If only Cisco alone was being affected by these problems or that they were being quickly resolved. That's not the case. In fact, the fiscal mess in Europe that has engulfed Greece, Ireland, Italy, Portugal, and Spain has fueled the spending conservatism at the enterprise level referenced by Chambers. With Greece still struggling to set up a new government and now on the brink of crashing out of the euro currency zone, more businesses will worry about the snowballing effects on their operations and cut back on capital expenses.

So far, the impact of all this on the consumer electronics sector has been minimal. I expect consumers in non-euro countries and even in a few stable euro countries to stay detached from events in Greece. But the failure of the European Union to end the image of a continent adrift is certainly a cause for concern in more corner offices than just those at Cisco.

19 comments on “Cisco: Global Uncertainty Worries High-Tech

  1. ahdand
    May 11, 2012

    It is a common factor now but that doesn't mean you can ignore everything

  2. stochastic excursion
    May 11, 2012

    I'm surprised that with the IPv6 transition starting to pick up steam, there's not more confidence in Cisco acquiring more value in the near future.  This is a sign that the financial industry is throwing a damper even over businesses that should have a successful outlook.

  3. Anand
    May 11, 2012

    I think one of the reason for such a   sharp fall is investors are bearish about the IT sector after the Cognizant reported bad set of numbers. I read somewhere that for the first time since the Lehman Brothers crisis, the Cognizant has lowered its forecast for the full year, largely on account of financial services clients in North America.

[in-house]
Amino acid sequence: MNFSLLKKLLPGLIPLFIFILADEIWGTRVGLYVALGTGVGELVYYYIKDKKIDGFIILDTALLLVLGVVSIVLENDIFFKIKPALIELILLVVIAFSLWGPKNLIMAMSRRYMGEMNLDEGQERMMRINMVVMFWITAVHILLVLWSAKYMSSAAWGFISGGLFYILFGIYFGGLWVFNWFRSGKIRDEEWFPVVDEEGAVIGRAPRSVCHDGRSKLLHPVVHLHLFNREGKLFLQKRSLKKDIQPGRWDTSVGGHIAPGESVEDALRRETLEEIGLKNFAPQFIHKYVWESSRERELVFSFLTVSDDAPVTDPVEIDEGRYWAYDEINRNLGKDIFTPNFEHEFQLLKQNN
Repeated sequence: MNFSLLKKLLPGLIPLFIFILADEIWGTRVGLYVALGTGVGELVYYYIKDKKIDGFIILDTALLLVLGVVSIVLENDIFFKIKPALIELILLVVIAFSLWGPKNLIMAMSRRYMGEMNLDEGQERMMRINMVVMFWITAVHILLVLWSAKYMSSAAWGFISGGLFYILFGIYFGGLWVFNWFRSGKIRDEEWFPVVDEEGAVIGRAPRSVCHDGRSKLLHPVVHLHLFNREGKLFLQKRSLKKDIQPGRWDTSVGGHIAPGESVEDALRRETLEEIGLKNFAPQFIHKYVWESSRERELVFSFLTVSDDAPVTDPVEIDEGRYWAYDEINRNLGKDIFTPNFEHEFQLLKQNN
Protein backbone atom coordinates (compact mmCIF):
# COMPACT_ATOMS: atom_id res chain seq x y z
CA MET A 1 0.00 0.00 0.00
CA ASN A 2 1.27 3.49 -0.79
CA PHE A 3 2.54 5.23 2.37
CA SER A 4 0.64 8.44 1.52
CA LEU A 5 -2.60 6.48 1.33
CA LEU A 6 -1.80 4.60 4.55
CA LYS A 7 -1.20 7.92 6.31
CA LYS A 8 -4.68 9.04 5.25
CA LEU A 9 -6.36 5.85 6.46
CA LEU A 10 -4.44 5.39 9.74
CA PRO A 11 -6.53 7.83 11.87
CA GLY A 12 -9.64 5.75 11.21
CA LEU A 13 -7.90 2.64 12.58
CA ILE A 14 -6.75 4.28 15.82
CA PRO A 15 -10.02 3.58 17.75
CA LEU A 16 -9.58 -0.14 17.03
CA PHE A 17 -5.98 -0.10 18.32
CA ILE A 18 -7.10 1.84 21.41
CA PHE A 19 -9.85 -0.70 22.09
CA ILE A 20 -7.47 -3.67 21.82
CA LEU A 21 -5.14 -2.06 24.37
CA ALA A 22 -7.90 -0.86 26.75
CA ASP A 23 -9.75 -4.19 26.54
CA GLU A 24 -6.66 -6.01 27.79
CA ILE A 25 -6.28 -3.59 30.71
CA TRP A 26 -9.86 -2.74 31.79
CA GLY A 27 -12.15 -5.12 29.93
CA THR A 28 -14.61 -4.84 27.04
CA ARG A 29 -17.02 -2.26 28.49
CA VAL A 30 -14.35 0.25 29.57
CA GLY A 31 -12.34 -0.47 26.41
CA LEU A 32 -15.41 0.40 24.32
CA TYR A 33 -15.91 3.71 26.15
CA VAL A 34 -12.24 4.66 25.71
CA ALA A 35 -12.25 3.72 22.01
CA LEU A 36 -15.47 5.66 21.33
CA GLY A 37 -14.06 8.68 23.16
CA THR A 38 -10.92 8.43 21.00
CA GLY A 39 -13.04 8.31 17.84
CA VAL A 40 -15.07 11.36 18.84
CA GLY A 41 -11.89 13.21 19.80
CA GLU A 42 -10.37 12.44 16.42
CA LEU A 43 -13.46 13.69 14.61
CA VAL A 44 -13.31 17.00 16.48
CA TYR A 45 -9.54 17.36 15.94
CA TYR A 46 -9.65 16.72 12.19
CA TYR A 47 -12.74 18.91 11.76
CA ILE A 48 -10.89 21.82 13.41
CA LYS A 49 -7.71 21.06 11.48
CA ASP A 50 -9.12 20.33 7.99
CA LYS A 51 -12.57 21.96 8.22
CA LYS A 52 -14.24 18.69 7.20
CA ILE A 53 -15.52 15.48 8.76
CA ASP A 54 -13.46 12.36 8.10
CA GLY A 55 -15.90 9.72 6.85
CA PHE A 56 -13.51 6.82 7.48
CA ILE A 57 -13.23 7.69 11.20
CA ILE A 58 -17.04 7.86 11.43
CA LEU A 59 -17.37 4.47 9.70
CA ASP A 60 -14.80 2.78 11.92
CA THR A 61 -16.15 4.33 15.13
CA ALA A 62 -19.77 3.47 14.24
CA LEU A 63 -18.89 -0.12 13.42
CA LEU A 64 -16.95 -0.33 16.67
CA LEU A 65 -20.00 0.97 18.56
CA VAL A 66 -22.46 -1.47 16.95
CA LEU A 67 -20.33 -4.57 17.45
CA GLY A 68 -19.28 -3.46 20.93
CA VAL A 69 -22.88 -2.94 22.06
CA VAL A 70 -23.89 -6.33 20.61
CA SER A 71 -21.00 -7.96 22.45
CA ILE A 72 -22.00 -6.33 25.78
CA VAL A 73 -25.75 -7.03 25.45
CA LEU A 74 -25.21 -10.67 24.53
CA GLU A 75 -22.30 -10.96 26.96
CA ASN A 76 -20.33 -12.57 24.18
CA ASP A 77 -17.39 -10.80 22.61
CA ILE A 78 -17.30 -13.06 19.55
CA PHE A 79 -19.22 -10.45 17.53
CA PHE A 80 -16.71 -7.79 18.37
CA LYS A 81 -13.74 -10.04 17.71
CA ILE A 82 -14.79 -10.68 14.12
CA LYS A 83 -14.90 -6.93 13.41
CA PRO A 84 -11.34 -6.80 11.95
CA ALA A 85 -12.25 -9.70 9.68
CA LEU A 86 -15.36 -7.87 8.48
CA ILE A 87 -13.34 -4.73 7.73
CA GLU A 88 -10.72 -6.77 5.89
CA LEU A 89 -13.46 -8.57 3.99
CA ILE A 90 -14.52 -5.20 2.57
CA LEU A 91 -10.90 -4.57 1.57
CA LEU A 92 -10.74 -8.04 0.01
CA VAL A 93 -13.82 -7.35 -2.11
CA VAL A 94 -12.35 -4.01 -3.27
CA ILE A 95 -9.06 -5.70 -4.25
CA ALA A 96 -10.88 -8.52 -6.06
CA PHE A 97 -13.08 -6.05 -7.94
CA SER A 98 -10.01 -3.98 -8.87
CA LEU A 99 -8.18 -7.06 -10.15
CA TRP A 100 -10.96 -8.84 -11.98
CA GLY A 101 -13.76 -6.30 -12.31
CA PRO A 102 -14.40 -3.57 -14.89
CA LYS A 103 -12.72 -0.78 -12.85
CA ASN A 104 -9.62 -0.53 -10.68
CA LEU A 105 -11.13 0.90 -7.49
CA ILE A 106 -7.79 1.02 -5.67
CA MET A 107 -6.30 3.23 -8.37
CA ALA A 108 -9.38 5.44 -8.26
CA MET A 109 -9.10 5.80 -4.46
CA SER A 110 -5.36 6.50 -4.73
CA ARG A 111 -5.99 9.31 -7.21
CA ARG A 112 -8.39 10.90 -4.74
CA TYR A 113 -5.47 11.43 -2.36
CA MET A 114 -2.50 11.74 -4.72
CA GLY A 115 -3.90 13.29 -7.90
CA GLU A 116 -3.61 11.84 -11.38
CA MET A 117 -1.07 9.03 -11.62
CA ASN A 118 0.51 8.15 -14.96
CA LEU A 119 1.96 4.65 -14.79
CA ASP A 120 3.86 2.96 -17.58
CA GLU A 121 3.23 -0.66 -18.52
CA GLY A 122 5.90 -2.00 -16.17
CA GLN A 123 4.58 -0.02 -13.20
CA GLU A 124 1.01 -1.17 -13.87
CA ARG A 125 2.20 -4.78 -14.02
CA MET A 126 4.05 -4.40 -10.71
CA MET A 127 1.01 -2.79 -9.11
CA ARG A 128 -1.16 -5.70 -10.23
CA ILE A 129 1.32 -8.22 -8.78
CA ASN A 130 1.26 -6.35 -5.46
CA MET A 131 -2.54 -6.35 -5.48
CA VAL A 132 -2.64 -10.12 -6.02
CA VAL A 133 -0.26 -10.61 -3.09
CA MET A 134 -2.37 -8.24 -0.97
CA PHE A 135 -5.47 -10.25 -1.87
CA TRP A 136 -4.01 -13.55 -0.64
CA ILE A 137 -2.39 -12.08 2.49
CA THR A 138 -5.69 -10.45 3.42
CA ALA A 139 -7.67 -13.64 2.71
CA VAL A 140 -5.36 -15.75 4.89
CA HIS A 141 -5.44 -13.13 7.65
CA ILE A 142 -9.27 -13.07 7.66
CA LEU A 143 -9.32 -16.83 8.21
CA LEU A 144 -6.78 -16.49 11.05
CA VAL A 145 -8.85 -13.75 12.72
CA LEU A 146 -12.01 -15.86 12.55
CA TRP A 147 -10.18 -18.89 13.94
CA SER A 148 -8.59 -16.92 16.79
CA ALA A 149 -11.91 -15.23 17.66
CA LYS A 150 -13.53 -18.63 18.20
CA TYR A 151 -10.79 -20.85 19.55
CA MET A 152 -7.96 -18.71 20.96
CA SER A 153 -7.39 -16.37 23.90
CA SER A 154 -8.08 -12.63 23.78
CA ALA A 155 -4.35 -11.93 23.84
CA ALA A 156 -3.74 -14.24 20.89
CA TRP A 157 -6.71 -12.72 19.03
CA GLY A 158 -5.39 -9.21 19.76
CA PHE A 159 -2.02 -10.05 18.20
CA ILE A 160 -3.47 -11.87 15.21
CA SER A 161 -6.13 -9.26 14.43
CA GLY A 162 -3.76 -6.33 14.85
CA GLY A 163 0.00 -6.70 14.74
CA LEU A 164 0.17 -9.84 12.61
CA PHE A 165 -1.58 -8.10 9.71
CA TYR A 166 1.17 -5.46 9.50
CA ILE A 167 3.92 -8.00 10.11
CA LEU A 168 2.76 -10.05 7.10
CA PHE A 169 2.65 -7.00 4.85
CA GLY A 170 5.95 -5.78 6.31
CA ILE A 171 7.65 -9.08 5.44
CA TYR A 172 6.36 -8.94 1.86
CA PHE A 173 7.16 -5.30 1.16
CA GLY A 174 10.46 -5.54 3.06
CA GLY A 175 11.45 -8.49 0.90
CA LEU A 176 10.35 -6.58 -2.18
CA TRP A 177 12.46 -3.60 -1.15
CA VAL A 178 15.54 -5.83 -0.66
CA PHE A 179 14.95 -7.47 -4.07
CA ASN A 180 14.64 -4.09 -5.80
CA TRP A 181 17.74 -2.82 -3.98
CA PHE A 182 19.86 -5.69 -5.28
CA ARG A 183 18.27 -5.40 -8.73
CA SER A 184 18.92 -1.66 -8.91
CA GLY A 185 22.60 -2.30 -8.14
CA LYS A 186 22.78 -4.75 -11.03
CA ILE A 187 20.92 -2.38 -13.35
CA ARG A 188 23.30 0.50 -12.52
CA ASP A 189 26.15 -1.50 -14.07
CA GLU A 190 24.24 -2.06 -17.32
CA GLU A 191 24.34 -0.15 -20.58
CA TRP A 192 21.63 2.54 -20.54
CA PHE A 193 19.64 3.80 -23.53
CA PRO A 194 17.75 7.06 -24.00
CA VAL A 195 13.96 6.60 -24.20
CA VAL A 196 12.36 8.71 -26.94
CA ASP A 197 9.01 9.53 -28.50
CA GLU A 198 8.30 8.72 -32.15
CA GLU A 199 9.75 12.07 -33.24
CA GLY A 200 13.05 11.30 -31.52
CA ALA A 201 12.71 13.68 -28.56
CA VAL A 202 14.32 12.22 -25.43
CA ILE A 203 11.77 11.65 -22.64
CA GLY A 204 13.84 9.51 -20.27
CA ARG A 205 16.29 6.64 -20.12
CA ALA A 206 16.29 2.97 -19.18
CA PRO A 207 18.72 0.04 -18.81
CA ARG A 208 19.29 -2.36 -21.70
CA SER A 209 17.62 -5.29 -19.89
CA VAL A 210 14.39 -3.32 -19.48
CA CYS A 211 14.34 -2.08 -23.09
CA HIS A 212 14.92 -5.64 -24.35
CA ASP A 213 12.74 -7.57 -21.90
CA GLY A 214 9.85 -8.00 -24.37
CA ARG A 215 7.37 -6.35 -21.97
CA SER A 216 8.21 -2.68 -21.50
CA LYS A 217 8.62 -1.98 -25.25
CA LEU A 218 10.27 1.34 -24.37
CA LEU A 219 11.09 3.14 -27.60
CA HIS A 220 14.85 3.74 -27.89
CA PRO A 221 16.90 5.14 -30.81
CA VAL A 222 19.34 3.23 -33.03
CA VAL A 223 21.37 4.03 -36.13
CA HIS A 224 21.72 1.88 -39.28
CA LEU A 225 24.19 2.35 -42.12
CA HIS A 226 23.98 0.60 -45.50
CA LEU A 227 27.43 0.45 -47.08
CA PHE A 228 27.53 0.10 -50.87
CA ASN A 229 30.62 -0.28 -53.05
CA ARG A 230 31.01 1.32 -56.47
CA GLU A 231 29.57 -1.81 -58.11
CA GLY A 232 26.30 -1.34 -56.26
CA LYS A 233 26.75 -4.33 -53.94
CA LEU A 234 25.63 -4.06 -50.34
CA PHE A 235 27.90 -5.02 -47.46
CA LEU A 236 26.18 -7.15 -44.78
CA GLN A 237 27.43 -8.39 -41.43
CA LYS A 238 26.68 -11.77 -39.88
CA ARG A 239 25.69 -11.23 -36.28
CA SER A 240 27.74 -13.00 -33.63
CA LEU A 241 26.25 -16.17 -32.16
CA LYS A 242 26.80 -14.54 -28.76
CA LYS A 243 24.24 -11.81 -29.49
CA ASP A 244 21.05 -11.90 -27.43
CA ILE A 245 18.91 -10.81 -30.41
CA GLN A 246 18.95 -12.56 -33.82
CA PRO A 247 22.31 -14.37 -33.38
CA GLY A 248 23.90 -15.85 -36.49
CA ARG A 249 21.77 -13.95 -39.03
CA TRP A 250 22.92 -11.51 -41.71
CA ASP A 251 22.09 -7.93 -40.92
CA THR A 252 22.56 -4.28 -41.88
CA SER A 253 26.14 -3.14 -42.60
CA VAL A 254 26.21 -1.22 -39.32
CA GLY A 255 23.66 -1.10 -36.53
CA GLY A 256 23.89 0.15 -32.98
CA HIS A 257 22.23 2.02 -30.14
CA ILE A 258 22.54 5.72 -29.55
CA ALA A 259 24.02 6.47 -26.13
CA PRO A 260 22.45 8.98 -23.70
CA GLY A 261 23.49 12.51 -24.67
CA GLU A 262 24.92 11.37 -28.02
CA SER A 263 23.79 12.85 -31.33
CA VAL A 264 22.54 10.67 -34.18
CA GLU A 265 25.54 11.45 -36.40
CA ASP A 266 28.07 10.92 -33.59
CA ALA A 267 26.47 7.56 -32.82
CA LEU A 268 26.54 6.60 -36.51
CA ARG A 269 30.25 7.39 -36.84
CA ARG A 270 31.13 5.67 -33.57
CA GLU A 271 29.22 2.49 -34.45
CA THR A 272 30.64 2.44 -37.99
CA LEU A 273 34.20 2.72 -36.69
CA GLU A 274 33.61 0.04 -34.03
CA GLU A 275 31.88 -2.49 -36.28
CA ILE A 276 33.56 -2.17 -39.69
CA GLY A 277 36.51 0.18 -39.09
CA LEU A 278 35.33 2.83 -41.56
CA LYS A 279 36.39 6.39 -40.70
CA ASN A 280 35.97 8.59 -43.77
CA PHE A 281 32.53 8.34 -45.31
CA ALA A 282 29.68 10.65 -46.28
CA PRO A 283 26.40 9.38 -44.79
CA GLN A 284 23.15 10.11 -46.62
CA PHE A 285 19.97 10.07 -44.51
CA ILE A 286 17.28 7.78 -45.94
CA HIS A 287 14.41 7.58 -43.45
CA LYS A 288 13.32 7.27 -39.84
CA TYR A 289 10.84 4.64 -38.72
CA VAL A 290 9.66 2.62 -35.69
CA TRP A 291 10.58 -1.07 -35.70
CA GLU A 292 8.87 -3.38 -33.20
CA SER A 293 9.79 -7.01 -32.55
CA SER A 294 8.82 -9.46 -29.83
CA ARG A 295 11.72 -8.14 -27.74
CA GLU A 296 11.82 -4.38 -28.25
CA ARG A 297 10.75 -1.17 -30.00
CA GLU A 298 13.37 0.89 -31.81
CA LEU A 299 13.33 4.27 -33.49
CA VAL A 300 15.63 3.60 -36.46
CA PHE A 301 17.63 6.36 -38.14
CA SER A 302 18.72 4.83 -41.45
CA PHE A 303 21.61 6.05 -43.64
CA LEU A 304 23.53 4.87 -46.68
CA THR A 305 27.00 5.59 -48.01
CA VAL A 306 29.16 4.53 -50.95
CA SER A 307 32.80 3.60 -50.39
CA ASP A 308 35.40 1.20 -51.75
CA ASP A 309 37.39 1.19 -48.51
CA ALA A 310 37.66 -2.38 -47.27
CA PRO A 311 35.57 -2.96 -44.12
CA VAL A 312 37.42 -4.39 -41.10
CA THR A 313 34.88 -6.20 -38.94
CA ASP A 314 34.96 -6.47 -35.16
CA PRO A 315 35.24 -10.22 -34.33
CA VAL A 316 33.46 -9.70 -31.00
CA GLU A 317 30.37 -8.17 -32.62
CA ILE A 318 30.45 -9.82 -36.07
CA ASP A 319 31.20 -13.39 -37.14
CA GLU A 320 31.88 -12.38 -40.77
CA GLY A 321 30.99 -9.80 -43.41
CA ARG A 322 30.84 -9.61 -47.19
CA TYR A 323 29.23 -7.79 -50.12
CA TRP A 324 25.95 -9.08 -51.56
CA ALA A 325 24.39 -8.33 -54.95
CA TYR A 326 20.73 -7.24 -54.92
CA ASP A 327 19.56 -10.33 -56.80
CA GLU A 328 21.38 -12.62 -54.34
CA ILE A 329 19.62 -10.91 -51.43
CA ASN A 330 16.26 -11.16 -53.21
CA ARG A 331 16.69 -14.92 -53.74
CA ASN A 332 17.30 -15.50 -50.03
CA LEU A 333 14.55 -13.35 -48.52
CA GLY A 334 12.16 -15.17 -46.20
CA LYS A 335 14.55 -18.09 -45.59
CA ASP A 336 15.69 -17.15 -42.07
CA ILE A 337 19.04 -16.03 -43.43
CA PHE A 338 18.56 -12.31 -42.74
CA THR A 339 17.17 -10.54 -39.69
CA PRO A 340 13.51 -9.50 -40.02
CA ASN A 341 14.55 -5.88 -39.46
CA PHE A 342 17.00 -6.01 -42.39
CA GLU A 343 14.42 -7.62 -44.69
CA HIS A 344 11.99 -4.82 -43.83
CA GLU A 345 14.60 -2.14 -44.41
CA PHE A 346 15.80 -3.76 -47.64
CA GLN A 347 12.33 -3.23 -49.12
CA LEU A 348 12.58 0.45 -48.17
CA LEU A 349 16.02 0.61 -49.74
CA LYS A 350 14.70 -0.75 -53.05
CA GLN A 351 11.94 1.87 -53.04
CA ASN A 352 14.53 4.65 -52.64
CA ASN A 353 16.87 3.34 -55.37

4. elctrnx_lyf
    May 11, 2012

    May be it always works in a chain. Once people become conservative it has effects on big financial institutions followed by IT companies and software institutions who are back bone of the banks solutions. This will be followed by lowering infrastructure investment and will impact companies like Cisco significantly. This may not be situation with other industries like energy.

  5. Wale Bakare
    May 11, 2012

    It is very difficult to predict better future now with the financial crisis signs too gloomy. With that, many things are suffering in making it to the light of the day. And another reason for Ipv6 not boosting Cisco's future – not enough awareness and education towards migration and deployment of version 6 internet protocols.

  6. SunitaT
    May 12, 2012

    Cisco is facing stiff compeitition from companies like Huawei. Huawei    was earlier selling infrastructure to U.S. telecom operators but now it aims to provide equipment to large businesses, a market dominated by Cisco Systems. Needs to be if Cisco can stop the Huawei from capturing its market.

  7. t.alex
    May 12, 2012

    Even end consumers hardly use Cisco routers at home nowadays. They have so many choices.

  8. itguyphil
    May 12, 2012

    I think there is still a fear/indecision among many organizations about how the switch the v6 will affect their environments. Although most newer devices over the past few years have the capability, most will stick with v4 until they are forced to make the change.